Last Driver-License Scanning Holdout—Nebraska—May Be About To Cave

Written by Fred J. Aun
January 14th, 2010

The only state left in the U.S. that still prohibits retailers from capturing drivers’ license numbers—Nebraska—may be about to give up its resistance. Its state Senate on Monday (Jan. 12) overwhelmingly (33-8) approved allowing the practice.

The bill still has to clear a few hurdles before it becomes law (the new vote was only a preliminary first-round vote). It has a stretch limo-sized list of restrictions. But the move is still quite important, as retailers have been using driver’s licenses for a lot more than age verification and check-cashing, including keeping a tally on customers who return too often without receipts.

Some Nebraska politicians are still resisting the license scans, citing privacy concerns. Those in the Nebraska Senate who were uncertain about the measure took some solace in an amendment that says anybody who trades or sells information gleaned from license scans is guilty of a felony. The amendment also says alcohol, lottery ticket and tobacco product merchants are allowed to store the age and license number of customers only after posting a sign at the POS explaining that they’ll be doing it. Another section puts the onus on those who program the scanning devices.

“The programmer for computer software designed to store such information shall certify to the retailer that the software is capable of storing only the information allowed by this subsection,” states the bill. “Intentional or grossly negligent programming by the programmer that allows for the storage of more than the age and identification number shall be a Class IV felony.”

Turning a careless programmer into a felon? I can just see new indemnification clauses being demanded by every programmer who is being aggressively recruited. What about shareware or freeware? Good luck tracking down which open-source programmer wrote that particular portion of a Linux program. (“Hey, Brenda, what’s the term for grossly negligent programming in Nebraska?” “An Oracle upgrade.” Rimshot.)

Currently in Nebraska, only the courts and police can scan drivers’ licenses and the information gleaned by those scans is the same as what is displayed on the front of the licenses, the AP reported. It said Beverly Neth, the director of Nebraska’s department of motor vehicles, told the State Senate it will be trusting retailers to not gather and sell information that Federal law prohibits motor vehicle agencies from releasing to the public. “You’re only supposed to store two bits of information,” she said. “But sitting in front them is a bunch of information about a person. We’re putting a lot of trust in retailers.”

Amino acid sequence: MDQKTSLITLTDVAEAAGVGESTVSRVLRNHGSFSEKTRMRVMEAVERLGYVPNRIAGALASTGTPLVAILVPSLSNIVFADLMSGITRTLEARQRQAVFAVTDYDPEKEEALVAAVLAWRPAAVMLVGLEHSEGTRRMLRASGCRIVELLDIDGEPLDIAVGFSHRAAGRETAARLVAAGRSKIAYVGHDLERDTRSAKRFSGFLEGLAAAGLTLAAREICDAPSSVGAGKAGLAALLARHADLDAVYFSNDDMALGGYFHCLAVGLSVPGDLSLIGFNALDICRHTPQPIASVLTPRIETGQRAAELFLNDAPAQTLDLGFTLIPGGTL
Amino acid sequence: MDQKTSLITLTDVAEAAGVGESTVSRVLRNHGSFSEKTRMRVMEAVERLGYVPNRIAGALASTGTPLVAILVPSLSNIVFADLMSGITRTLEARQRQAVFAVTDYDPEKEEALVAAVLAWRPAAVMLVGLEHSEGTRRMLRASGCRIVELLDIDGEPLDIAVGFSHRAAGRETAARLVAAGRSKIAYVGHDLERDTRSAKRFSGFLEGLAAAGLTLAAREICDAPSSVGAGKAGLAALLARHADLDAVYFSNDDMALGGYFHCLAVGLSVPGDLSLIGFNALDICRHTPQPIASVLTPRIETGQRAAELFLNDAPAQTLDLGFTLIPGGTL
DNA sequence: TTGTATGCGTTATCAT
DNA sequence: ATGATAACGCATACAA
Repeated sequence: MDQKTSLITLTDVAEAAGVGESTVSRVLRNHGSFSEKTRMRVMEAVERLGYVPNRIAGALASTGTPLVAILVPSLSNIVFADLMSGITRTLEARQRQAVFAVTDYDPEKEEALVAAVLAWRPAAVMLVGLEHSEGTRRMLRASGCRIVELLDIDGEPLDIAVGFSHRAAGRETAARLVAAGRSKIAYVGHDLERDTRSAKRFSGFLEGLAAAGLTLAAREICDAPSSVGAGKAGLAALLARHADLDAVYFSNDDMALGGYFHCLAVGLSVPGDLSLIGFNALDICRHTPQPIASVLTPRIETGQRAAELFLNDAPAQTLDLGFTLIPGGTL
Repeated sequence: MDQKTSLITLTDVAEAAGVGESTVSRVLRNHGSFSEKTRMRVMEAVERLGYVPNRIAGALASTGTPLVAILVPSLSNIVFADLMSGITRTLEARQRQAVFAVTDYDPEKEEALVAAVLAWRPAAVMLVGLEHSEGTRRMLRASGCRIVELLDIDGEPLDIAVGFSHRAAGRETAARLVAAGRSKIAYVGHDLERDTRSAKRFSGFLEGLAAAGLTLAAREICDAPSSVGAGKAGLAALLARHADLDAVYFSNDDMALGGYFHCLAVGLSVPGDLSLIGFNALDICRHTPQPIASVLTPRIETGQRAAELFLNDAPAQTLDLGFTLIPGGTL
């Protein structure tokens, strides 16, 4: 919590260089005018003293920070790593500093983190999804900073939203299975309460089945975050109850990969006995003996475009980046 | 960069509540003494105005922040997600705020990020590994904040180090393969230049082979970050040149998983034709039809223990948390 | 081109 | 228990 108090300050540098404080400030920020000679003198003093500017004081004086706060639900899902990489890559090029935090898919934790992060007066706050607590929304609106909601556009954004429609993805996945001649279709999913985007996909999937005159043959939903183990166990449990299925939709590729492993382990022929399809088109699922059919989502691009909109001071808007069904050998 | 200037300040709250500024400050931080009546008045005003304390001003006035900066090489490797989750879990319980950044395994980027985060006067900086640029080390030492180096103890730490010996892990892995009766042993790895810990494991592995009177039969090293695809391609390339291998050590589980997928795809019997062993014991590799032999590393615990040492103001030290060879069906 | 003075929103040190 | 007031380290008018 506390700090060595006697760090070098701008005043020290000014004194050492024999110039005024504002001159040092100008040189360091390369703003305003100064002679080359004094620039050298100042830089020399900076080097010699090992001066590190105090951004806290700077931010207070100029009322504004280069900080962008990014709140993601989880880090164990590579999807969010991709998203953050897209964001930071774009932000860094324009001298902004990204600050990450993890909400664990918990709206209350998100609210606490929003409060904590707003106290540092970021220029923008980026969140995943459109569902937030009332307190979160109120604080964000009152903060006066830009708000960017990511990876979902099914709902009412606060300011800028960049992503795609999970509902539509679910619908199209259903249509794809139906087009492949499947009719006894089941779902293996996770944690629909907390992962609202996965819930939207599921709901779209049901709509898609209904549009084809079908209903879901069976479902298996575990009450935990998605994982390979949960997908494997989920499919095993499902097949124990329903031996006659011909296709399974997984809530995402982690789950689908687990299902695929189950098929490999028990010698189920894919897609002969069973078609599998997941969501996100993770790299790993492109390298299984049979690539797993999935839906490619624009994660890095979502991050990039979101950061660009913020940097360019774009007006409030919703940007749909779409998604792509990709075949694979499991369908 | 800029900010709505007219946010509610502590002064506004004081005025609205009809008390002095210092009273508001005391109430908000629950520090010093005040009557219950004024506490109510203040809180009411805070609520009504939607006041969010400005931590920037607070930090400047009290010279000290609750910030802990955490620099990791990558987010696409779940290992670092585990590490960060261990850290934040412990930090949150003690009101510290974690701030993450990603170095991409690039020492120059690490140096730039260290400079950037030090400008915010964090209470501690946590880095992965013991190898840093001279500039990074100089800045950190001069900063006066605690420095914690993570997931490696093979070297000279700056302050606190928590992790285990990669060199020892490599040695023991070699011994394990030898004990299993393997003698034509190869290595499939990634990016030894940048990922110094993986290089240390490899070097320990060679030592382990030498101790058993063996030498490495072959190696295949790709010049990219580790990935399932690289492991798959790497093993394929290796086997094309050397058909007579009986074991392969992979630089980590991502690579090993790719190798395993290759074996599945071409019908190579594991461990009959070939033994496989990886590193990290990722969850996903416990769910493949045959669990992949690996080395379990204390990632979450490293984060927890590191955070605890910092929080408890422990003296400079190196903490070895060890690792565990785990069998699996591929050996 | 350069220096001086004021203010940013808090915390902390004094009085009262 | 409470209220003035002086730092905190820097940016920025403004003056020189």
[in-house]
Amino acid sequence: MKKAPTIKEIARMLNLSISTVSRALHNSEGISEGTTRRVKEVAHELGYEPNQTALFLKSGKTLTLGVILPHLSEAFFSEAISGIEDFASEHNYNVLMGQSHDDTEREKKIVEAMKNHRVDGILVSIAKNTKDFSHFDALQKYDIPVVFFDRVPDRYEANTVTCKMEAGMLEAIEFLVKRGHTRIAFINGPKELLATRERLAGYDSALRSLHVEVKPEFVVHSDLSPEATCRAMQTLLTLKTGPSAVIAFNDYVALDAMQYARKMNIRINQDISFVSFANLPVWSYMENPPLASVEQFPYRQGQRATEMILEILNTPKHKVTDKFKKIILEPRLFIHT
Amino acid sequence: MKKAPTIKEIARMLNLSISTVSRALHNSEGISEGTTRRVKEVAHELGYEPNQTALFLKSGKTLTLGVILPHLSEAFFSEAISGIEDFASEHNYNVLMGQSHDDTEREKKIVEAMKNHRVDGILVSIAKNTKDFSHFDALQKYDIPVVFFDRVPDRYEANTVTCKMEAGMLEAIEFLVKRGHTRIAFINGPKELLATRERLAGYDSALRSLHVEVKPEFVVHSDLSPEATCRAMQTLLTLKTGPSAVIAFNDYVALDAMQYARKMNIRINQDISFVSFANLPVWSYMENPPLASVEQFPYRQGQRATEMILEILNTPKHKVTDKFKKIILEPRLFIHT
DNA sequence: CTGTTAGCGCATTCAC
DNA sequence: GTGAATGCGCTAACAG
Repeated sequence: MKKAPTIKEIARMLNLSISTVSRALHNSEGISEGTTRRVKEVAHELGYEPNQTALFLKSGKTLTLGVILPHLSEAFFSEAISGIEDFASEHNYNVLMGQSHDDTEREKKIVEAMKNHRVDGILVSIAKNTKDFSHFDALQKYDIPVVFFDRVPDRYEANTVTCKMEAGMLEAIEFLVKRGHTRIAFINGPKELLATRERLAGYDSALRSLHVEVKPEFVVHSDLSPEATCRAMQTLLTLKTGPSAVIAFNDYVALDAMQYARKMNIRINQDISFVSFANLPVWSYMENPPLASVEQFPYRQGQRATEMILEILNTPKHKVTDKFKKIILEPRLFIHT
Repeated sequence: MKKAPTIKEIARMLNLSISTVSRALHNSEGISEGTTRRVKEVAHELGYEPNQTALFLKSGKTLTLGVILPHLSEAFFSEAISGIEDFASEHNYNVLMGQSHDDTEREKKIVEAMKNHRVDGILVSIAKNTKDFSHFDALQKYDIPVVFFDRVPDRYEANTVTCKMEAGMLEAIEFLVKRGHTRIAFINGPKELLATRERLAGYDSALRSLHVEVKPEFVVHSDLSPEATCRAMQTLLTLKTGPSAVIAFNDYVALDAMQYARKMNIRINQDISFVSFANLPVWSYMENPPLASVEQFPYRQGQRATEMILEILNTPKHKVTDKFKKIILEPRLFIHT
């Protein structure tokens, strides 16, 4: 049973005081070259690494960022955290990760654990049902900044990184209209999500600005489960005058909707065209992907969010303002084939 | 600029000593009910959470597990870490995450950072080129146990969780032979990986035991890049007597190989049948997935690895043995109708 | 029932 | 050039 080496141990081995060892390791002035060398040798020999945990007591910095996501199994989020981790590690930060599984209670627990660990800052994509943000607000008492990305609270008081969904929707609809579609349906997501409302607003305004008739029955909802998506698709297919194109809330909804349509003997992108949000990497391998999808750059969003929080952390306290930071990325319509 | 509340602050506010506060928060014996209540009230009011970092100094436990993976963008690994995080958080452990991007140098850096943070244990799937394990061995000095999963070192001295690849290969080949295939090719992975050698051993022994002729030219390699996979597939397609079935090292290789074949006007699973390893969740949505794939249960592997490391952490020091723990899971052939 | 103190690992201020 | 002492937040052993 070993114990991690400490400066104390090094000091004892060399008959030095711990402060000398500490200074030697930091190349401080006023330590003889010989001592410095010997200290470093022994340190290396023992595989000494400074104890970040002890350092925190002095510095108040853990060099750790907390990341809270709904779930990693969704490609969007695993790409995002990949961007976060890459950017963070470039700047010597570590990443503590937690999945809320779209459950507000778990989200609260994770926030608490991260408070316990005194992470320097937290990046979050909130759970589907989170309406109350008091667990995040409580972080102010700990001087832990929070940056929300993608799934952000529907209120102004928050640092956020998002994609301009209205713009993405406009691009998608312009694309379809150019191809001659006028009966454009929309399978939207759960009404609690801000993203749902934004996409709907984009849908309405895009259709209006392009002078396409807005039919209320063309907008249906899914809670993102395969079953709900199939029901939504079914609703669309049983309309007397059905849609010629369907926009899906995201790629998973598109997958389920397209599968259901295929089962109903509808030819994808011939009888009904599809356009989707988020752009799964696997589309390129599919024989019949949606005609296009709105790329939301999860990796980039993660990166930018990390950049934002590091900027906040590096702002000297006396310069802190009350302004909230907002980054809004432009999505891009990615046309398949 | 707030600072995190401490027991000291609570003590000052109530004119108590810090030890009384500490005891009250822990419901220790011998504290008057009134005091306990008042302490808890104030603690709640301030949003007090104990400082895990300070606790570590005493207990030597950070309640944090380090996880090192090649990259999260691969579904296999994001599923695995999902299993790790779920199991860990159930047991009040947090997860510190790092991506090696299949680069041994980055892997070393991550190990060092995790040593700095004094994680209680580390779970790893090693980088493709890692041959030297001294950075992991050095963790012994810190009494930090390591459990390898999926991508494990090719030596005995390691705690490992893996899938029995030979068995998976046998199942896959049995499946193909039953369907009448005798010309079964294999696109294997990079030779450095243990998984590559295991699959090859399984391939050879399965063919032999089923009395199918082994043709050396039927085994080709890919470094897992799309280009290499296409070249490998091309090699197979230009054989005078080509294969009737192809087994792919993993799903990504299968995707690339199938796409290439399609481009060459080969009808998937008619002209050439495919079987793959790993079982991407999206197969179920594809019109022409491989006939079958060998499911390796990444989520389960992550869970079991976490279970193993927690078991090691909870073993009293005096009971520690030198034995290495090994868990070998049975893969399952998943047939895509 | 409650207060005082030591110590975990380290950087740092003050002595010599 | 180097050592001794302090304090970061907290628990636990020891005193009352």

4 Comments | Read Last Driver-License Scanning Holdout—Nebraska—May Be About To Cave

  1. Todd Ablowitz Says:

    Wow. It’s amazing that Nebraska is in this position. I’m not sure what Bev is thinking? Restrict usage or storage of the info? Fine. To be an outlier this long on such an obvious benefit to the people of Nebraska? That’s already shocking, but to put a target on the developers? Even worse.

  2. RSG Says:

    How is capturing ID information an “obvious benefit to the people of Nebraska”, unless the people of Nebraska actually like such things as identity theft, data breaches, and the compilation of lists containing personal information? Short of compliance for the purchase of items like alcohol, tobacco, and firearms, no personally identifiable information should be captured by a non-law enforcement entity in ANY state.

  3. James Loar Says:

    After just skimming the article I am just a little confused about what Nebraska thinks happens in the software development business. Who would write software just for NE? Obviously the applications are written to cover the requirements of the whole country; then during installation you would expect to configure what data to collect — that’s the decision of the retailer – not the software developer. Here’s the developer’s certification statement: “This software is certified to only store NE data as long as you only tick the boxes next to the data elements that are allowed by NE.” Maybe that will be burried in the EULA.

    Perhaps NE is worried that a data agressive retailer will install a floor scale and overhead height sensor in front of the cashier to validate that the driver’s license data matches the person after the card is scanned. Mmmm.

  4. George Says:

    The first time any retailer attempts to scan your license, just leave the merchandise there and don’t go back. That’s what I, and everyone I know, is doing. These mouth-breathers are going to lose all that data just like Sony, Bank of America, Sega, Citibank, Mariott, JP Morgan, and countless others have been doing.


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